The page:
Critical opinion was divided:
"monstrous pourings"
XXXXXXX "certain contrasts with darker portions"
"inner joy"
"large, square corners"
"conservative eclecticism that has so far governed

modern balloon design"

::::::: "abnormal vigor"
"warm, soft, lazy passages"
"Has unity been sacrificed for a sprawling

"Quelle catastrophe!"
People began, in a curious way, to locate them­selves in relation to aspects of the balloon: "I'll be at that place where it dips down into Forty-seventh Street almost to the sidewalk, near the Alamo Chile House," or, "Why don't we go stand on top, and take the air, and maybe walk about a bit, where it forms a tight, curving line with the facade of the Gallery of Modern Art --" Marginal intersections offered entrances within a given time duration, as well as "warm, soft, lazy passages" in which. . . But it is wrong to speak of "marginal intersections," each intersection was crucial, none could be ig­nored (as if, walking there, you might not find someone capable of turning your attention, in a flash, from old exercises to new exercises, risks and escalations). Each intersection was crucial, meet­ing of balloon and building, meeting of balloon and man, meeting of balloon and balloon.

It was suggested that what was admired about the balloon was finally this: that it was not limited, or defined. Sometimes a bulge, blister, or sub­section would carry all the way east to the river on its own initiative, in the manner of an army's movements on a map, as seen in a headquarters remote from the fighting. Then that part would be, as it were, thrown back again, or would withdraw into new dispositions; the next morning, that part would have made another sortie, or disappeared altogether. This ability of the balloon to shift its shape, to change, was very pleasing, especially to people whose lives were rather rigidly patterned, persons to whom change, although desired, was not available. The balloon, for the twenty-two days of its existence, offered the possibility, in its randomness, of mislocation of the self, in contradistinc­tion to the grid of precise, rectangular pathways under our feet. The amount of specialized training currently needed, and the consequent desirability of long-term commitments, has been occasioned by the steadily growing importance of complex ma­chinery, in virtually all kinds of operations; as this tendency increases, more and more people will turn, in bewildered inadequacy, to solutions for which the balloon may stand as a prototype, or "rough draft."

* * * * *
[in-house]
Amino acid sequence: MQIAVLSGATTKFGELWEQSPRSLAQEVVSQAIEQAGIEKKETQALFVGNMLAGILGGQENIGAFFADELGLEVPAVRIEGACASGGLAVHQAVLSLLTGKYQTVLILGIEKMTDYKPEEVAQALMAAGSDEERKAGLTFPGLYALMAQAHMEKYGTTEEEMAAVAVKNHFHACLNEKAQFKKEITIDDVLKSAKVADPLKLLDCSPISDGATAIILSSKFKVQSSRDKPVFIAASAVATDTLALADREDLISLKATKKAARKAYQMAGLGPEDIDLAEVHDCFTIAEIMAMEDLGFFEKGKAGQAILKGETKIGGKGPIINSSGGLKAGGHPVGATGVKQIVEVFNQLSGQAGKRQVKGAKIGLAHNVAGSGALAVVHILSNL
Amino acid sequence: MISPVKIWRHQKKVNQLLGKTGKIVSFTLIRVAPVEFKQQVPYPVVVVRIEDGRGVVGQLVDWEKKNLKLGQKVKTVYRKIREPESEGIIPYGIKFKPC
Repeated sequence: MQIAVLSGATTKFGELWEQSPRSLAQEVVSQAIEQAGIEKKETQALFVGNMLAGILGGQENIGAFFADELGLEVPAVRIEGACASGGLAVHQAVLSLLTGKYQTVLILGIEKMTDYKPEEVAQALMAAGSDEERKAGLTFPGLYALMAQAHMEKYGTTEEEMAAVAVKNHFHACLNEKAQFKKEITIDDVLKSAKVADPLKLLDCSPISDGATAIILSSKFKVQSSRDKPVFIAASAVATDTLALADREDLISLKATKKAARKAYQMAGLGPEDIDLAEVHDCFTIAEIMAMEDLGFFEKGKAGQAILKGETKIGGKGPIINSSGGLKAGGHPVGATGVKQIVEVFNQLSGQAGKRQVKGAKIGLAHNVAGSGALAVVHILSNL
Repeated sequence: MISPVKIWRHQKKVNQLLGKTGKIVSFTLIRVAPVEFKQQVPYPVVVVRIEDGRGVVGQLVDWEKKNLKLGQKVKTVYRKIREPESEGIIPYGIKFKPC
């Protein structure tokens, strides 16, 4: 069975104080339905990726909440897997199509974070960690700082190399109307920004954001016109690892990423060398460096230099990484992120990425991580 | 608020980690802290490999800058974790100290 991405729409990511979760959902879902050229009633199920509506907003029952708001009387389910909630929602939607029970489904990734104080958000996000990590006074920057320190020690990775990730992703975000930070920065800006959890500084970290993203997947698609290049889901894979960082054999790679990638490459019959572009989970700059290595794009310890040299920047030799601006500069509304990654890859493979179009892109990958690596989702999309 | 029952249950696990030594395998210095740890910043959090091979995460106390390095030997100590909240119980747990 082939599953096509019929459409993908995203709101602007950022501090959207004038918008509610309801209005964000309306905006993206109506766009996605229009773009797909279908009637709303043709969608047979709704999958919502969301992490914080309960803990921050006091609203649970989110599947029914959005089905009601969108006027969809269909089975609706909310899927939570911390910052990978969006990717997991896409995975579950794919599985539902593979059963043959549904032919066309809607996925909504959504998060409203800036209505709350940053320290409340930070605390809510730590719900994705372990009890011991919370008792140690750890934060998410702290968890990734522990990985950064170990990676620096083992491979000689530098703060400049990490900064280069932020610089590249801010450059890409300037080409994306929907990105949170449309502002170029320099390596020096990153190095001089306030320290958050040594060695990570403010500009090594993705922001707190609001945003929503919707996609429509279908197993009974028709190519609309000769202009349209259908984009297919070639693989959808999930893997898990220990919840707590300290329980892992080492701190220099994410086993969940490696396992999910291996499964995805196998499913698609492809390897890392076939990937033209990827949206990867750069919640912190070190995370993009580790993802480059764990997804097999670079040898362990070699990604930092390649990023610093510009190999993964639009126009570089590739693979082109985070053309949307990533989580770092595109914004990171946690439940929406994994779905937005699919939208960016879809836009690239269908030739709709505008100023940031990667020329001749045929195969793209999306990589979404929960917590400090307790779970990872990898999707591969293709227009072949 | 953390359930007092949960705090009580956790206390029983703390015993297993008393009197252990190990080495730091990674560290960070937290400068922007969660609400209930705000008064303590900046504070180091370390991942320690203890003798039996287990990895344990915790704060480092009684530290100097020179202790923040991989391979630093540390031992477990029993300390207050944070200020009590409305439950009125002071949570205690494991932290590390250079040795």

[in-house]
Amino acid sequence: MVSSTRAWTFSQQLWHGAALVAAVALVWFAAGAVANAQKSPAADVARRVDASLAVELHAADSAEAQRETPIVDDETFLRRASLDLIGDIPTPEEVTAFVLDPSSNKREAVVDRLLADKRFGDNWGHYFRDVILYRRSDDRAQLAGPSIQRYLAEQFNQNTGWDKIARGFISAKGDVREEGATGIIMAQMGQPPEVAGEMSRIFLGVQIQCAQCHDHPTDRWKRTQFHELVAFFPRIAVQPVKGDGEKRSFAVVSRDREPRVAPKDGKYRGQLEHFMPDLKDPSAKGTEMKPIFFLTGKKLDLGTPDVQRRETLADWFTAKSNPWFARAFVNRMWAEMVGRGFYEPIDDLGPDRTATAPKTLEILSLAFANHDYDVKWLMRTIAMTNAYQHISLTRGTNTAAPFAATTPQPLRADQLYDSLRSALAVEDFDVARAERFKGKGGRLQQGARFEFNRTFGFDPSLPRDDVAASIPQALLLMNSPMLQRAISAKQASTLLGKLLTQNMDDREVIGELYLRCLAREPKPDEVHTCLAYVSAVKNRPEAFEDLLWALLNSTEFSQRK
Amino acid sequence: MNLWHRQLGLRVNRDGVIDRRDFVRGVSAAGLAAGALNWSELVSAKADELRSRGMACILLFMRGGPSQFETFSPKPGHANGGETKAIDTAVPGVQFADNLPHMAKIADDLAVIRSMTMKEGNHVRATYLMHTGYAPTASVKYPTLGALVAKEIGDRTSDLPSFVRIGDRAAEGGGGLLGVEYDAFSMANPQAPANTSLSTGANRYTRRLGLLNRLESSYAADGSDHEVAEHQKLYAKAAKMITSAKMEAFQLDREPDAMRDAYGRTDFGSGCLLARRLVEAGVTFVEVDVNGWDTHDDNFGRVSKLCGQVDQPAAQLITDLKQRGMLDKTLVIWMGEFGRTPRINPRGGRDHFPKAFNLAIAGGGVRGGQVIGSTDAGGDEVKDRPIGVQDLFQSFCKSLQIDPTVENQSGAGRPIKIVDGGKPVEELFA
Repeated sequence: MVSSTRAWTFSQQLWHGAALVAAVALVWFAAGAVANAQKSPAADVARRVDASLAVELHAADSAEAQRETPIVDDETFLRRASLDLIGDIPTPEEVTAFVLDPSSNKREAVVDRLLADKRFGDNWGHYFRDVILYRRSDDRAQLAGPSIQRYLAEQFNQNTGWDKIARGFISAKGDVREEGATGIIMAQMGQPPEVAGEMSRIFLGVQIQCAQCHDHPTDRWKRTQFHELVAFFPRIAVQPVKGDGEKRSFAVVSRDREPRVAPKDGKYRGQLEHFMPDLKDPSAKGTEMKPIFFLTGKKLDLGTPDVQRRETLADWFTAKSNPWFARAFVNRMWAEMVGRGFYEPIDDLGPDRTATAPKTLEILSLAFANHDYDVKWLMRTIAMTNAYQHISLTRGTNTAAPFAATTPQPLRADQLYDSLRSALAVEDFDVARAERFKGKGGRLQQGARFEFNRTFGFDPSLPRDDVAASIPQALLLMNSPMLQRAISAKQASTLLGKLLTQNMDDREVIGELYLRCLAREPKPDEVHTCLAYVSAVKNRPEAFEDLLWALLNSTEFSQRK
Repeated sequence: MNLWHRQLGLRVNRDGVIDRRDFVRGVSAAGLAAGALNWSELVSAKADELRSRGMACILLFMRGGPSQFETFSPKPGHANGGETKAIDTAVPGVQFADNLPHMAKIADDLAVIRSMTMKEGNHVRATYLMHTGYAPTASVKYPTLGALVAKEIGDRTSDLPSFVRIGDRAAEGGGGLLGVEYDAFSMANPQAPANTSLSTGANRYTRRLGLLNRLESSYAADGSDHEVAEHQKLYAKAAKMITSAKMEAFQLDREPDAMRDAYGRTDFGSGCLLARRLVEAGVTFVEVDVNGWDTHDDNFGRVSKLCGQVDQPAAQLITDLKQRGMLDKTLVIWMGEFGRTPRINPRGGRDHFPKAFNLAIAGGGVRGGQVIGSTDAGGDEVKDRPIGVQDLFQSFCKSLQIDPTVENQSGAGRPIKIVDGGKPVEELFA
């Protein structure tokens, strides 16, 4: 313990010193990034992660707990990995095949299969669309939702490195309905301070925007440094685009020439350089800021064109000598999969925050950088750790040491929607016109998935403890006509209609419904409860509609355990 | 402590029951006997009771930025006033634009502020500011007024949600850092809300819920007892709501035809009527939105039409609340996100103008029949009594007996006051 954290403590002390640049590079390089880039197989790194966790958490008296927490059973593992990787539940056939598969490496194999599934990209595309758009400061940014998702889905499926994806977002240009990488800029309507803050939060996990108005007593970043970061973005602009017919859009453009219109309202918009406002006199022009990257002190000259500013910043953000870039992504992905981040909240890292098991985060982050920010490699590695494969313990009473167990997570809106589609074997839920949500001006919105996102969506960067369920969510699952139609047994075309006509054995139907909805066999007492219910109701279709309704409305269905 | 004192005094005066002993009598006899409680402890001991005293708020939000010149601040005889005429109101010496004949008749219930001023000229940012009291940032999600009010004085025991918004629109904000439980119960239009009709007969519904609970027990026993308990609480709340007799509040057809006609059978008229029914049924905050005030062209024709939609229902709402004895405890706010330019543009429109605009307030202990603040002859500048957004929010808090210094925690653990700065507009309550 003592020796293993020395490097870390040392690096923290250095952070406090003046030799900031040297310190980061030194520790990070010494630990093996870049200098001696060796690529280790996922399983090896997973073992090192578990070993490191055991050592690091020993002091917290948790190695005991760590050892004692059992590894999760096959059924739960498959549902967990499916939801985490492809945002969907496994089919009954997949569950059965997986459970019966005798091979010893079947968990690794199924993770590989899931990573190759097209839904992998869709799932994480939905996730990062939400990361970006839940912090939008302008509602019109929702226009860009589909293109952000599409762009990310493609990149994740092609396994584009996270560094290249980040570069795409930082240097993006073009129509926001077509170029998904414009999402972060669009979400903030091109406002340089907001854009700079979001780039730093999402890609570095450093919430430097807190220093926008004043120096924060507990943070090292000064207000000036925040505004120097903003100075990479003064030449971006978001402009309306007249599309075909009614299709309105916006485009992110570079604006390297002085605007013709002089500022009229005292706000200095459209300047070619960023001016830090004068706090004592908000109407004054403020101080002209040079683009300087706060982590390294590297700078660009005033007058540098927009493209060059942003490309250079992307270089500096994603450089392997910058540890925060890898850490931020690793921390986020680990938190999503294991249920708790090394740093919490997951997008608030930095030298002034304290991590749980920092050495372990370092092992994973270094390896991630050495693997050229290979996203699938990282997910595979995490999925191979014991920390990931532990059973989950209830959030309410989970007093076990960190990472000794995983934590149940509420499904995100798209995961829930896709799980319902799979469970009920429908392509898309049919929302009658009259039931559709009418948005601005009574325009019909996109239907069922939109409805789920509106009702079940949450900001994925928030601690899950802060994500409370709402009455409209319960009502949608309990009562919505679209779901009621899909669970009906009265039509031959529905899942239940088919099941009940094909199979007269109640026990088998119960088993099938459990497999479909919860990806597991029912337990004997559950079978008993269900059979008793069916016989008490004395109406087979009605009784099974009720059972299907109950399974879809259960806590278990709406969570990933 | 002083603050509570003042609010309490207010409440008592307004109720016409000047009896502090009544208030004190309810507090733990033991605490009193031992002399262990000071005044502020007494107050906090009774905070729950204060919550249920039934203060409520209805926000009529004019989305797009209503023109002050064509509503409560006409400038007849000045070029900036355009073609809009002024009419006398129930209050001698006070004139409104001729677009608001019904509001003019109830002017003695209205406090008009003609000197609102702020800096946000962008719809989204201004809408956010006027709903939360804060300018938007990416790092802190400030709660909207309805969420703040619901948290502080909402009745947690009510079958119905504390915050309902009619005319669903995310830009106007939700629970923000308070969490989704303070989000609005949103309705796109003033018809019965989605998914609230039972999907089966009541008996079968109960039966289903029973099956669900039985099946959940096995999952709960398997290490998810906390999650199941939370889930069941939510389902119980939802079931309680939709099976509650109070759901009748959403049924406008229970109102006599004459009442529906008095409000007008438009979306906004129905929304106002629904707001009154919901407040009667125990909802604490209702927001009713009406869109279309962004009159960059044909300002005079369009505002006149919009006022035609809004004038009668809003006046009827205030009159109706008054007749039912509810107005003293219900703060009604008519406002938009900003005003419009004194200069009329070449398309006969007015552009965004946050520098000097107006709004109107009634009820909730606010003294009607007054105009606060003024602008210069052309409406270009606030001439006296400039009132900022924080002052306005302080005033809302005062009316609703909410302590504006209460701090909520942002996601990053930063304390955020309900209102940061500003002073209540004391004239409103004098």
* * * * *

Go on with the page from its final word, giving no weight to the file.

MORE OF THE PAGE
I met you under the balloon, on the occasion of your return from Norway; you asked if it was mine; I said it was. The balloon, I said, is a spontaneous autobiographical disclosure, having to do with the unease I felt at your absence, and with sexual de­privation, but now that your visit to Bergen has been terminated, it is no longer necessary or appro­priate. Removal of the balloon was easy; trailer trucks carried away the depleted fabric, which is now stored in West Virginia, awaiting some other time of unhappiness, sometime, perhaps, when we are angry with one another.